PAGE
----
New York, NY (January 12, 2009)—New York Law School today announced the introduction of an online Master of Arts in Mental Disability Law Studies—the only degree of its kind to be offered by an American Bar Association-approved law school—set to launch this January.
The new degree is the latest innovation in the Law School’s Online Mental Disability Law Program, established in 2000. The program began with a single course and has now grown to include nine separate courses, offered at New York Law School and, through partnerships, at other law schools in the U.S. and abroad. It was developed by internationally renowned expert Professor Michael L. Perlin and is based on his extensive research, teaching, and advocacy in the area of mental disability law.
“The new master’s degree is the appropriate next step in the Online Mental Disability Law Program, which has been thriving under the direction of Professor Perlin,” Dean and President Richard A. Matasar said. “New York Law School’s undertaking to further educate those who work on behalf of people with mental disabilities demonstrates our commitment to teaching the law so that people can take action.”
The 30-credit program will offer professionals who represent or work with people with mental disabilities valuable information about this complex and increasingly important area of the law. It will provide them with the tools needed to effectively represent their clients, and will significantly contribute to an environment in which competent representation “becomes the norm, not an aberration,” said Professor Perlin.
Program courses will be taught by experienced, distinguished scholars and practitioners, and will include weekly reading assignments in casebooks, weekly lectures available as streaming video, weekly synchronous classes in a virtual classroom, and two live daylong seminars. Some of the required courses include: Survey of Mental Disability Law; Sex Offenders; International Human Rights and Mental Disability Law; Advocacy Skills in Cases Involving Persons with Mental Disabilities: The Role of Lawyers and Expert Witnesses; and Mental Health Issues in Jails and Prisons. In the spring 2009 term, two new courses will be added to the program: Forensic Reports, the Role of Experts, and Forensic Ethics; and Mental Illness, Dangerousness, Risk Assessment, and the Police Power.
Besides the new master’s degree, students have the opportunity to take individual, 14-week courses or pursue the 15-credit Certificate in Advanced Mental Disability Law.
“I’m especially excited about the diversity we’ve added to the Online Mental Disability Law Program with the creation of the new master’s degree,” Professor Perlin said. “Our program is diverse in a variety of ways: we offer the broadest array of courses focused on mental disability of any U.S. law school; we serve multiple audiences—both domestically and internationally—of attorneys, forensic psychologists, psychiatrists, other mental health professionals, human rights workers, advocates, activists, and others; and our students can become involved at multiple levels, from completing an individual course to our certificate program to the Master of Arts degree.”
Professor Perlin said that the Law School specifically conceived of the degree as a Master of Arts, rather than a Master of Laws (LL.M.), in the hopes and expectations of involving nonlawyers in the program. In the first eight years of the Online Mental Disability Law Program, many psychologists, psychiatrists, social workers, government officials, and international human rights activists have taken individual courses. This diversity in the student body is reflected in the faculty, Professor Perlin added, noting that professors in other academic disciplines frequently teach in the chat rooms and the live seminars that are integral parts of the program.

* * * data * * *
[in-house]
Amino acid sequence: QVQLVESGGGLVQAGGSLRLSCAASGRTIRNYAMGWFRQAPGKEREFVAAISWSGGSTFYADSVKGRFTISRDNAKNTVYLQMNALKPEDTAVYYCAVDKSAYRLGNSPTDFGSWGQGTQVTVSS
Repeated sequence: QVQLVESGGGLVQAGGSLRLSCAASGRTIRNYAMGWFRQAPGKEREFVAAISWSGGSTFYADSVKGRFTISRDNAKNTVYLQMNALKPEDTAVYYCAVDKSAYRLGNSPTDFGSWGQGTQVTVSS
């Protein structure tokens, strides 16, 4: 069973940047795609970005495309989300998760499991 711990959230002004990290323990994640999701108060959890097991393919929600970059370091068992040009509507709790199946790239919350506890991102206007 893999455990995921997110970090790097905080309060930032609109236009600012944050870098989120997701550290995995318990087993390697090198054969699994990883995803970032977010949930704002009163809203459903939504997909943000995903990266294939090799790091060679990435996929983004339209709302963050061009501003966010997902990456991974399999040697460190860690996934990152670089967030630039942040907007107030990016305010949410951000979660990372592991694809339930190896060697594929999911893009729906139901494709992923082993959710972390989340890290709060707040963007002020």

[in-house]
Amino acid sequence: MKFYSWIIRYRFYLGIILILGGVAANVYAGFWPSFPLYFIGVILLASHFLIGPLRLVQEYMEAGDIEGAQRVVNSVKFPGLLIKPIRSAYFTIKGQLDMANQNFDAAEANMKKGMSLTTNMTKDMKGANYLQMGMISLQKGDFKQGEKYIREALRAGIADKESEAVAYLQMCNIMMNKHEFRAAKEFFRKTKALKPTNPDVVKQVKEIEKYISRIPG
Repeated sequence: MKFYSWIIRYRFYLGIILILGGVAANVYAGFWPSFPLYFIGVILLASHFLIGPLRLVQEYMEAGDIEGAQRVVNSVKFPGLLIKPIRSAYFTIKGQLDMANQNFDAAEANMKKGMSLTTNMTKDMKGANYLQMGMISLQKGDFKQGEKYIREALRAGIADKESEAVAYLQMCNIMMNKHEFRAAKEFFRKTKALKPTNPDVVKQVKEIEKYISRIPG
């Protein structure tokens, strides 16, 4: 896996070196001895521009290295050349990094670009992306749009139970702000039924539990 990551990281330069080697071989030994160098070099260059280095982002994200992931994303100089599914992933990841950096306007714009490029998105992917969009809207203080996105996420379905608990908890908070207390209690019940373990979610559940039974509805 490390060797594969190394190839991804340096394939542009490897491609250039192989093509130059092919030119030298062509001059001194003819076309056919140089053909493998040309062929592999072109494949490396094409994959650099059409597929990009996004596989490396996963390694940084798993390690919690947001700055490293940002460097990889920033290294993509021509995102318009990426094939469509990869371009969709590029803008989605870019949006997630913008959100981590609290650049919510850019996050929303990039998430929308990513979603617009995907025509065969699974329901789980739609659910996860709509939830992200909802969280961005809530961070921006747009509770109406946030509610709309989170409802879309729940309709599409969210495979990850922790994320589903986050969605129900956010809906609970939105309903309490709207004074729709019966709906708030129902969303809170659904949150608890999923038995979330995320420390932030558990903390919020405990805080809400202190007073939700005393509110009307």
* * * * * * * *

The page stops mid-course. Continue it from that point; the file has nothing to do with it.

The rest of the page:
Professor Perlin has taught at the Law School since 1984, where he also directs the International Mental Disability Law Reform Project. Previously, he served as Director of the Division of Mental Health Advocacy in the New Jersey Department of the Public Advocate, and the Deputy Public Defender in charge of the Mercer County, New Jersey Office of the Public Defender. He is the author of multiple award-winning publications, including his multi-volume treatise, Mental Disability Law: Civil and Criminal, and his books The Hidden Prejudice: Mental Disability on Trial, and The Jurisprudence of the Insanity Defense.
For more information about the Master of Arts in Mental Disability Law Studies, please visit www.nyls.edu/mdl.
About New York Law School
Founded in 1891, New York Law School is an independent law school located in lower Manhattan near the city’s centers of law, government, and finance. New York Law School’s renowned faculty of prolific scholars has built the School’s strength in such areas as constitutional law, civil and human rights, labor and employment law, media and information law, urban legal studies, international and comparative law, and a number of interdisciplinary fields. The School is noted for its eight academic centers: Center for International Law, Center for New York City Law, Center for Professional Values and Practice, Center for Real Estate Studies, Center on Business Law & Policy, Center on Financial Services Law, Institute for Information Law & Policy, and Justice Action Center. New York Law School has more than 13,000 graduates and enrolls some 1,500 students in its full- and part-time J.D. program and its Master of Laws (LL.M.) in Taxation program. www.nyls.edu
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